Standard buildings insurance that you would purchase on a home you live in will not cover a rented property, so you need to buy specialist landlords insurance from HomeLet. Some landlord insurance products come with rent income loss protection and emergency cover to give you the peace of mind that you even the biggest problems can be sorted quickly and easily.
Maintain The Property Regularly
If you have found the perfect tenant that pays their rent on time and looks after the home, the chances are you want to keep hold of them. You also want to protect your investment from falling into disrepair. Talk to your tenant and encourage them to report repairs to you as they happen.
When they make a report to you, be responsive especially if there is an issue around hot water or heating. The tenant is paying you for a service and expects you to meet your obligations, in the same way you expect the tenant to pay their rent and look after the property.
Responding to repairs in a timely manner will ensure you keep good relations with your tenant and they are more likely to stay in the property.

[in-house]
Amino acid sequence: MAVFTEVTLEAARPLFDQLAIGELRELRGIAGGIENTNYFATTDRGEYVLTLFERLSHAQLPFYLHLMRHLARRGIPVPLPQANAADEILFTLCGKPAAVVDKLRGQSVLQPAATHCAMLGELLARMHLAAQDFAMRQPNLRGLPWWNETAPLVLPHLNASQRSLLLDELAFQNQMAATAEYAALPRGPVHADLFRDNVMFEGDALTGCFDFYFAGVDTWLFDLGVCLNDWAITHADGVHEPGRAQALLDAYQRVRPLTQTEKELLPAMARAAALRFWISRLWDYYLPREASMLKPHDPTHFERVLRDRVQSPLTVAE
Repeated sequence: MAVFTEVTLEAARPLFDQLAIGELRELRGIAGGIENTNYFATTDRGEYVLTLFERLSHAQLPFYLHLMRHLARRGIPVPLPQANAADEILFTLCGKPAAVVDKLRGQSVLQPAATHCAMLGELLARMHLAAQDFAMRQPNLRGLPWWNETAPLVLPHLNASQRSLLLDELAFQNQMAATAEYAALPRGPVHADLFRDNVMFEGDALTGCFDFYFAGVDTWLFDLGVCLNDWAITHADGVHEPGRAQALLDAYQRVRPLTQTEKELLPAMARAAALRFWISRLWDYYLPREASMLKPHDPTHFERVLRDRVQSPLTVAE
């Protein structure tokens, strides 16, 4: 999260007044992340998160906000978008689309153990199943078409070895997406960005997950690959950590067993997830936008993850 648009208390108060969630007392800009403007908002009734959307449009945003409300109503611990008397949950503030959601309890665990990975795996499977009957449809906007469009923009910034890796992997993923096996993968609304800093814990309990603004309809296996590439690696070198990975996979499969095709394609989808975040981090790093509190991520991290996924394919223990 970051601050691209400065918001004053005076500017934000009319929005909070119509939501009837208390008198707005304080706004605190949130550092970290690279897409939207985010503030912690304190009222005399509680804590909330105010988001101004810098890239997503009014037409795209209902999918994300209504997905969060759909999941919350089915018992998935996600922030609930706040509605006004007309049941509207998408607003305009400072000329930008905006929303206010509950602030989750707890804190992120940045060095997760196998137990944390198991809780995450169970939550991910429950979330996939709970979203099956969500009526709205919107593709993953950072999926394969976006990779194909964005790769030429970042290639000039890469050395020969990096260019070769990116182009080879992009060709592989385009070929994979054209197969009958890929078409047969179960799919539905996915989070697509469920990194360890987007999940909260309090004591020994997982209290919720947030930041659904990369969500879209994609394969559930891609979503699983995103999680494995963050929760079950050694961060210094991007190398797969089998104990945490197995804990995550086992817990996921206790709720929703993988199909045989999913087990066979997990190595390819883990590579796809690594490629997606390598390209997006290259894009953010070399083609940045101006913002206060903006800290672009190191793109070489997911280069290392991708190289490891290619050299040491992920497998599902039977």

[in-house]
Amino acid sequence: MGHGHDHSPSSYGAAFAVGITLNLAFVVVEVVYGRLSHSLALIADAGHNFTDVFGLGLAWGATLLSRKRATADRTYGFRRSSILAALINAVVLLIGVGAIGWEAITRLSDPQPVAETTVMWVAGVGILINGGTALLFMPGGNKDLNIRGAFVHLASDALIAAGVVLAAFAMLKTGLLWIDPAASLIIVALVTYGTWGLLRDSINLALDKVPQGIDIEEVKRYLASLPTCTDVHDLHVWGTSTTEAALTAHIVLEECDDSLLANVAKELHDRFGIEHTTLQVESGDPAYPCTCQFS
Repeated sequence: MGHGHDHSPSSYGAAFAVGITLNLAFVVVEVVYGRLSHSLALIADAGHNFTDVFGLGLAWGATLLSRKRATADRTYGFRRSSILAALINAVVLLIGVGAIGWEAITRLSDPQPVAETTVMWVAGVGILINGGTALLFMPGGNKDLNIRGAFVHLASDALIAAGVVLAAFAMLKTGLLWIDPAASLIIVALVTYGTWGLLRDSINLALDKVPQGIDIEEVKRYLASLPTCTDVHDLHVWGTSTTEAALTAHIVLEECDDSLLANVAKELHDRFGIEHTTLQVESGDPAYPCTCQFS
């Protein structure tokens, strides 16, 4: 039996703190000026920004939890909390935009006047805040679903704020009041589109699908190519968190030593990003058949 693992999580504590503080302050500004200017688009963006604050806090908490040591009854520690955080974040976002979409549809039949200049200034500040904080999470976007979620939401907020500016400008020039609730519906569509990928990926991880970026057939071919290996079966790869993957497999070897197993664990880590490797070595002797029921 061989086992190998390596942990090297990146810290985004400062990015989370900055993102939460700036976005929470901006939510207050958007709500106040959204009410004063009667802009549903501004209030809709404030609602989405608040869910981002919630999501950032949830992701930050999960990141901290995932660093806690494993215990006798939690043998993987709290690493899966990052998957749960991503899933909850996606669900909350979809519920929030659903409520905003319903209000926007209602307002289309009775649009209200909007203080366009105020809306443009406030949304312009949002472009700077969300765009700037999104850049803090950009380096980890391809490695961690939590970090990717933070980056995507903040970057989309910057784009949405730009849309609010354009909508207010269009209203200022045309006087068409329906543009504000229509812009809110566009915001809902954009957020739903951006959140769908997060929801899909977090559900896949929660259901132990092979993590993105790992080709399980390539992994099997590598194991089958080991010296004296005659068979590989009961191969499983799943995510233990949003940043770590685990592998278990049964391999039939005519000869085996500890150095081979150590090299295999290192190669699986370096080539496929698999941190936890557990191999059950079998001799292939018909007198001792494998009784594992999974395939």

One way of making sure the property is regularly maintained is to carry out landlord checks. This is a good way of catching up with the tenant and making sure everything is going smoothly. It might also give them the opportunity to discuss any minor repairs with you. Always arrange in advance if you want to visit the property, a tenant should have at least 24 hours notice that you are going to carry out an inspection.
Have a Good Tenancy Agreement
When you rent out a property, the landlord and tenant are entering into a legal contract for the duration of that tenancy. Make it clear in that tenancy agreement what you expect from the tenant including how much rent they need to pay and when it is due. Make sure there are clauses that cover damage to the property and how that we be dealt with and also neighbour nuisance and antisocial behaviour. The tenancy agreement should also cover the tenant’s rights.